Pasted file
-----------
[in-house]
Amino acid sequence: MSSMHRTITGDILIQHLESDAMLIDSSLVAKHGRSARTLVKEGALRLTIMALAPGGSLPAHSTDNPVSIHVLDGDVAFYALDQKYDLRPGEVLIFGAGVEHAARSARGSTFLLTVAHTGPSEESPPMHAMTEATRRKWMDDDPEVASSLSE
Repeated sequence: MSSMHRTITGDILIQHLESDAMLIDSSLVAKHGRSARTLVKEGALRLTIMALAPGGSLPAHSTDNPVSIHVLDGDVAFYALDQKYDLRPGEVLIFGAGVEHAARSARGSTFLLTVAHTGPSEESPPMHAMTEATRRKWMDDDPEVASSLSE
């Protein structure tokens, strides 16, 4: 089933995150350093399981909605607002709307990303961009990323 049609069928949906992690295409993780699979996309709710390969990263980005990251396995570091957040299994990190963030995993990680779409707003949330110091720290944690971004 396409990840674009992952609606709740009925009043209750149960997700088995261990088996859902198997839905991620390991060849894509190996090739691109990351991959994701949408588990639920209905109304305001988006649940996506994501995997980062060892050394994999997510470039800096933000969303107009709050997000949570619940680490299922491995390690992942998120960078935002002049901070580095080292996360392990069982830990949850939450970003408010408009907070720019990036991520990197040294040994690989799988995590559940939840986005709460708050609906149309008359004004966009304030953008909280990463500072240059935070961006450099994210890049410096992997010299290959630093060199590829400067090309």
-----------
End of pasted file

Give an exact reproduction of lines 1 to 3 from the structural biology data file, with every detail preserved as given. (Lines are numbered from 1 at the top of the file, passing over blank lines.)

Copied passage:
[in-house]
Amino acid sequence: MSSMHRTITGDILIQHLESDAMLIDSSLVAKHGRSARTLVKEGALRLTIMALAPGGSLPAHSTDNPVSIHVLDGDVAFYALDQKYDLRPGEVLIFGAGVEHAARSARGSTFLLTVAHTGPSEESPPMHAMTEATRRKWMDDDPEVASSLSE
Repeated sequence: MSSMHRTITGDILIQHLESDAMLIDSSLVAKHGRSARTLVKEGALRLTIMALAPGGSLPAHSTDNPVSIHVLDGDVAFYALDQKYDLRPGEVLIFGAGVEHAARSARGSTFLLTVAHTGPSEESPPMHAMTEATRRKWMDDDPEVASSLSE